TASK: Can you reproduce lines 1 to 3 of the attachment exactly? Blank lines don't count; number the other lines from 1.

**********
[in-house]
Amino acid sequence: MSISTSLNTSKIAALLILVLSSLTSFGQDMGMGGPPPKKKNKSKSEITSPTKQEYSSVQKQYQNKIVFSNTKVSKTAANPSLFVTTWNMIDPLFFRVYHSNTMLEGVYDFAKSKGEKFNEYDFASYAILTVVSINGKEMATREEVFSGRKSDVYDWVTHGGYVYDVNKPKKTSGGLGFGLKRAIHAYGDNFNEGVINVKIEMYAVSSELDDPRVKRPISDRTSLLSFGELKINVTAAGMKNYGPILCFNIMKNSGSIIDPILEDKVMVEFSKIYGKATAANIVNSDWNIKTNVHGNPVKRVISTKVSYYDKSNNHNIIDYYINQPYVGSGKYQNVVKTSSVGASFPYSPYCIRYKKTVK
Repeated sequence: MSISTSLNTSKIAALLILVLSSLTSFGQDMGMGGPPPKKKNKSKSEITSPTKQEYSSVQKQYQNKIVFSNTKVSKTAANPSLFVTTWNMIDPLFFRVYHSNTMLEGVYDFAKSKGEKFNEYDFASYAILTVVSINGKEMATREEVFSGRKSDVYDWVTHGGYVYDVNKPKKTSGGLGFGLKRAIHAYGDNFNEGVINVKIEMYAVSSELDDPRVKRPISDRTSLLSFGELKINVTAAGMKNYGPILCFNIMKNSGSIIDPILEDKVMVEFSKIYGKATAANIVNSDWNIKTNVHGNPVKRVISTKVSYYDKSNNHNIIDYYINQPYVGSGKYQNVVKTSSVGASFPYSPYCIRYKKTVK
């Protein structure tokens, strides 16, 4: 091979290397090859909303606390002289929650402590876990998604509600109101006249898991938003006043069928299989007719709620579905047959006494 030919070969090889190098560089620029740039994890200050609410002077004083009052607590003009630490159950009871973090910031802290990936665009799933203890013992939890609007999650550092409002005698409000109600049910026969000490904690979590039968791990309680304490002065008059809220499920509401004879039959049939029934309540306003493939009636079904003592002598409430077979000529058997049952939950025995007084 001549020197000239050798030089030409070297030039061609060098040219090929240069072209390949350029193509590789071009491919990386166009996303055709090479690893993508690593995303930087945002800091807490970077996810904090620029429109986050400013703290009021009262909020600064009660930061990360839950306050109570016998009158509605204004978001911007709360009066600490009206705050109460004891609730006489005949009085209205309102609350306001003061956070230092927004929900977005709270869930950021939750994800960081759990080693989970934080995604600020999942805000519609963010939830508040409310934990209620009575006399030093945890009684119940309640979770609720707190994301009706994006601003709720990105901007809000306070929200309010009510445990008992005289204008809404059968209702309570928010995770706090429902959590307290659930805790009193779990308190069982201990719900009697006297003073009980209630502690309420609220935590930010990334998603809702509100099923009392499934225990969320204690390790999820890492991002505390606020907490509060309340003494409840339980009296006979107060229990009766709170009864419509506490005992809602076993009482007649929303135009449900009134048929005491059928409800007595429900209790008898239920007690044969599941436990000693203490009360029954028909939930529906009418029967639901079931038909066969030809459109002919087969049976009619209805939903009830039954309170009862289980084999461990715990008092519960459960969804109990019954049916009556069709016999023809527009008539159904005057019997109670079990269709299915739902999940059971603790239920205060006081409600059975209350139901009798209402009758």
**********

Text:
[in-house]
Amino acid sequence: MSISTSLNTSKIAALLILVLSSLTSFGQDMGMGGPPPKKKNKSKSEITSPTKQEYSSVQKQYQNKIVFSNTKVSKTAANPSLFVTTWNMIDPLFFRVYHSNTMLEGVYDFAKSKGEKFNEYDFASYAILTVVSINGKEMATREEVFSGRKSDVYDWVTHGGYVYDVNKPKKTSGGLGFGLKRAIHAYGDNFNEGVINVKIEMYAVSSELDDPRVKRPISDRTSLLSFGELKINVTAAGMKNYGPILCFNIMKNSGSIIDPILEDKVMVEFSKIYGKATAANIVNSDWNIKTNVHGNPVKRVISTKVSYYDKSNNHNIIDYYINQPYVGSGKYQNVVKTSSVGASFPYSPYCIRYKKTVK
Repeated sequence: MSISTSLNTSKIAALLILVLSSLTSFGQDMGMGGPPPKKKNKSKSEITSPTKQEYSSVQKQYQNKIVFSNTKVSKTAANPSLFVTTWNMIDPLFFRVYHSNTMLEGVYDFAKSKGEKFNEYDFASYAILTVVSINGKEMATREEVFSGRKSDVYDWVTHGGYVYDVNKPKKTSGGLGFGLKRAIHAYGDNFNEGVINVKIEMYAVSSELDDPRVKRPISDRTSLLSFGELKINVTAAGMKNYGPILCFNIMKNSGSIIDPILEDKVMVEFSKIYGKATAANIVNSDWNIKTNVHGNPVKRVISTKVSYYDKSNNHNIIDYYINQPYVGSGKYQNVVKTSSVGASFPYSPYCIRYKKTVK